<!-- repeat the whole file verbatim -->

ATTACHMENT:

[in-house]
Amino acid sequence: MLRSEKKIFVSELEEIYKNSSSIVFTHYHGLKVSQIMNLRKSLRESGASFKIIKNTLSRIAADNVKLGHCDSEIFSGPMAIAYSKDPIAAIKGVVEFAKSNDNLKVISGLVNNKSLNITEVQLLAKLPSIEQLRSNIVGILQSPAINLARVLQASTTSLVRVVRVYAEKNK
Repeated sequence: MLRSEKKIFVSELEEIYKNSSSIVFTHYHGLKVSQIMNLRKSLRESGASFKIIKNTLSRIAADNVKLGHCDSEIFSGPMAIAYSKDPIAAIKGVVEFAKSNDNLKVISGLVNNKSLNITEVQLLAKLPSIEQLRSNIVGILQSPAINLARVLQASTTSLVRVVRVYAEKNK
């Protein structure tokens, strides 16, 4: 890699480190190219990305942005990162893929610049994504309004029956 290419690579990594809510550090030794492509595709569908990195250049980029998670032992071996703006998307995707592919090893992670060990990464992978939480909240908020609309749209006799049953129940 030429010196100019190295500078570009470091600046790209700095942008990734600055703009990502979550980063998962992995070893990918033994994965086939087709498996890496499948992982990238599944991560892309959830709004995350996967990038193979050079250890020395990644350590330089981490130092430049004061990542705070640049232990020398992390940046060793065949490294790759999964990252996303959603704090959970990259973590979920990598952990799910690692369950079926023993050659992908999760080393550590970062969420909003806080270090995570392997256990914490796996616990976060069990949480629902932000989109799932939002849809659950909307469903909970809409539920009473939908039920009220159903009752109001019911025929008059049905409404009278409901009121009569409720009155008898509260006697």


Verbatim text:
[in-house]
Amino acid sequence: MLRSEKKIFVSELEEIYKNSSSIVFTHYHGLKVSQIMNLRKSLRESGASFKIIKNTLSRIAADNVKLGHCDSEIFSGPMAIAYSKDPIAAIKGVVEFAKSNDNLKVISGLVNNKSLNITEVQLLAKLPSIEQLRSNIVGILQSPAINLARVLQASTTSLVRVVRVYAEKNK
Repeated sequence: MLRSEKKIFVSELEEIYKNSSSIVFTHYHGLKVSQIMNLRKSLRESGASFKIIKNTLSRIAADNVKLGHCDSEIFSGPMAIAYSKDPIAAIKGVVEFAKSNDNLKVISGLVNNKSLNITEVQLLAKLPSIEQLRSNIVGILQSPAINLARVLQASTTSLVRVVRVYAEKNK
């Protein structure tokens, strides 16, 4: 890699480190190219990305942005990162893929610049994504309004029956 290419690579990594809510550090030794492509595709569908990195250049980029998670032992071996703006998307995707592919090893992670060990990464992978939480909240908020609309749209006799049953129940 030429010196100019190295500078570009470091600046790209700095942008990734600055703009990502979550980063998962992995070893990918033994994965086939087709498996890496499948992982990238599944991560892309959830709004995350996967990038193979050079250890020395990644350590330089981490130092430049004061990542705070640049232990020398992390940046060793065949490294790759999964990252996303959603704090959970990259973590979920990598952990799910690692369950079926023993050659992908999760080393550590970062969420909003806080270090995570392997256990914490796996616990976060069990949480629902932000989109799932939002849809659950909307469903909970809409539920009473939908039920009220159903009752109001019911025929008059049905409404009278409901009121009569409720009155008898509260006697």